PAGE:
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Need Help Pursuing Career in Robotics

  1. Sep 5, 2015 #1
    Hello Everyone,

    I posted in Physics Forums back in 2011 trying to figure out what undergraduate Major to choose based off my interests. I had received very positive feedback then and am seeking more advice now that I am further along in my career.

    I am a recent undergrad graduate with a major in Engineering Physics; this major is a multi-disciplinary major including Advanced Physics, Mechanical and Electrical Engineering and Programming. I have just completed an internship at NASA (which was not in the area of Robotics but in Aeronautics, another interest of mine that I would like to ultimately combine with Robotics) and would like to move further into the area of robotics. With that said, my biggest struggle is this:

    1. Do I try and get a job / internship in the area of robotics and go back to school later?
    2. OR do I immediately get into a Masters Degree program in Robotics and find a job later? If so, should I try and pick a school near a bunch of robotic companies? I ask this because my hometown has a robotics program but does not have robotics companies near by, which would require me to relocate and pay out of state tuition.
    3. I am ultimately looking to work on robotics involved in exoskeleton suits, would you know of any places offering internships in this area?

    I am struggling with the order to which I should do things. From what I understand, to work with/on Robots, I need more education. If you have any insight on this topic or have experienced this yourself, I would appreciate the advice.

    Thank you all so much, your advice is priceless!
     
  2. jcsd
  3. Sep 6, 2015 #2

    jedishrfu

    Staff: Mentor

    Companies often hire based on the skills you have shown on your resume so not having robotics listed means they won't consider you for such positions.

    My suggestion is to take some mechatronics, robotics and programming courses get your masters and/or PhD and then seek out companies doing research in robotics which is the current state of affairs in most robotics today.

    Other mentors with more ME/Robotics experience should comment on your post shortly.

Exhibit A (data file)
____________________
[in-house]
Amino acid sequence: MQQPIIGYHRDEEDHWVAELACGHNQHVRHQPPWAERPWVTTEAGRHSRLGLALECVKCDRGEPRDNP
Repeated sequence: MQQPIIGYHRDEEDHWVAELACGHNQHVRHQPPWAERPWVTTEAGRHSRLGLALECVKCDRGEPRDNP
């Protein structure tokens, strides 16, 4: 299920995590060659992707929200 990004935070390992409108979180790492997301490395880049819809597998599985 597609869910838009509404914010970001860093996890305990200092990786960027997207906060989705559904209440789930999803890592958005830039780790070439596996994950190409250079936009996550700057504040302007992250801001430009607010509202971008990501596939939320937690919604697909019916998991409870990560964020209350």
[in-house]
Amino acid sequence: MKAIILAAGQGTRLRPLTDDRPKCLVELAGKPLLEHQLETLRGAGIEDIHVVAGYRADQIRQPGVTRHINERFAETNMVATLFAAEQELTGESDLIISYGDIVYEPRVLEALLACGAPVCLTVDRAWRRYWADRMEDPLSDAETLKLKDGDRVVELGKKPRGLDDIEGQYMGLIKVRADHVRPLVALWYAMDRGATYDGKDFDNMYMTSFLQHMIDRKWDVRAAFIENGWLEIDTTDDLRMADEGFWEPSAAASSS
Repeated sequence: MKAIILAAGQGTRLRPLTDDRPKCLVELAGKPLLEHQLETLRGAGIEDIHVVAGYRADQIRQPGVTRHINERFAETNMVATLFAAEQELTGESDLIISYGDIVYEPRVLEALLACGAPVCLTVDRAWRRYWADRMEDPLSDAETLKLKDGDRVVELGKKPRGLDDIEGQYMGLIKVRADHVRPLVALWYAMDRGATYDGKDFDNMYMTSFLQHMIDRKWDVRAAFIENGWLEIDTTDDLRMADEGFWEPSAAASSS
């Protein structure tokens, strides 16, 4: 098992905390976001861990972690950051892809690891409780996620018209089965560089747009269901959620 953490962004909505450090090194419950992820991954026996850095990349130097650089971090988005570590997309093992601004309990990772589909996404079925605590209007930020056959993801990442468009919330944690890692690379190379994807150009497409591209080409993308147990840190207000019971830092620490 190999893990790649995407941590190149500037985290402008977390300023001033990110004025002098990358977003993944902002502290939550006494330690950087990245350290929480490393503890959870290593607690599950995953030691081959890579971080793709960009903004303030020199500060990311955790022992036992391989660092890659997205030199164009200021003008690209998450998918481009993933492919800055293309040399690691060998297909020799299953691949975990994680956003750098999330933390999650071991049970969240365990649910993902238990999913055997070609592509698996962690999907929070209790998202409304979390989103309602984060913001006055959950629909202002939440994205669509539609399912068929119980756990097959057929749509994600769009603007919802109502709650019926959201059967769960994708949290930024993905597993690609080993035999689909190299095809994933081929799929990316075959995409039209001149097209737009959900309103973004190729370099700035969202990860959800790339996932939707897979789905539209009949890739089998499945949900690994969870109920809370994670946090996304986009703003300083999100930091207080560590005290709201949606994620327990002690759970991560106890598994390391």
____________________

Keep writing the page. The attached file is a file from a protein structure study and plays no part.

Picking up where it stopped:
4. Sep 6, 2015 #3
    Thank you jedishrfu.

    Are you saying to take a few (free?) online courses in mechatronics, robotics and programming to start the ball rolling, then later dive into a masters program? And in general, would you know if a Masters program in Robotics is enough to get a job in the field, or do most companies prefer to hire those that have also completed there phD in Robotics?
     
  5. Sep 6, 2015 #4

    jedishrfu

    Staff: Mentor

    Sometimes serious hobbies listed on a resume can get your foot in the door. When I've interviewed students I'm more interested in the ones who have hobbies related to the job they've applied to. Hobbies show me that they have more than just an academic interest in the job.

    For your case. It wouldn't hurt to develop a hobby in doing a robotic project that featured hw and sw components.

    Also if you have the chance take some paid courses in programming micro controllers and mechatronics having academic credit lends credibility to your resume.
     
    Last edited: Sep 6, 2015
  6. Sep 7, 2015 #5

    donpacino

    User Avatar
    Gold Member

    My two cents.

    If you want to do advanced development and/or research get your masters first. While you might consider yourself qualified for advanced jobs, some employers might not. You might be able to land a robotics job with just an undergrad degree, but chances are more likely that it is a support role where you implement code and do "grunt work" (even if it is analysis) as opposed to the "interesting stuff."
     
  7. Sep 10, 2015 #6
    Thanks for the advice. A little background on myself, I do work on projects with some hw and sw components, but my trouble is receiving replies from companies because I do not have a Masters in Robotics; I feel that I am not looked at as seriously. This is what is prompted me to maybe continue school first. With that said, I do like your idea of taking a few elective courses in my area of interest to potentially get a job.
     
  8. Sep 10, 2015 #7
    Thanks for the reply. I understand that I'm not as qualified as someone with a Masters and,from the sound of it, will have to get my degree first. With that said, do you think there is an advantage to landing a job as an undergraduate, getting the experience, then going back to school? Or if the goal is to do the "interesting stuff" longterm, just go straight for the Masters then the job?
     
  9. Sep 10, 2015 #8

    donpacino

    User Avatar
    Gold Member

    SO I got a job and got my masters at the same time. Its a lot of work but worth it to get the masters
    It was nice having the money, but sometimes I wish I went straight for the masters. I had to try a lot harder to prove I was capable of doing higher level work.
     
  10. Sep 10, 2015 #9

    jedishrfu

    Staff: Mentor

    This is the reality of hiring. Companies select people based on proven experience as shown on your resume. They figure that the right candidate will come along with that experience and so they wait. Showing an interest isn't enough unless you have someone on the inside that can pull you in because they know your skills and drive. However, sometimes the hobby approach may get you a chance at an interview and from there its your ability to convince the interviewer that you can do the job and do it heads above any other candidate which is a pretty tough sell that saves the day. (Even then sometimes you might get lucky if they are desperate for a viable candidate usually small startups think this way).
     
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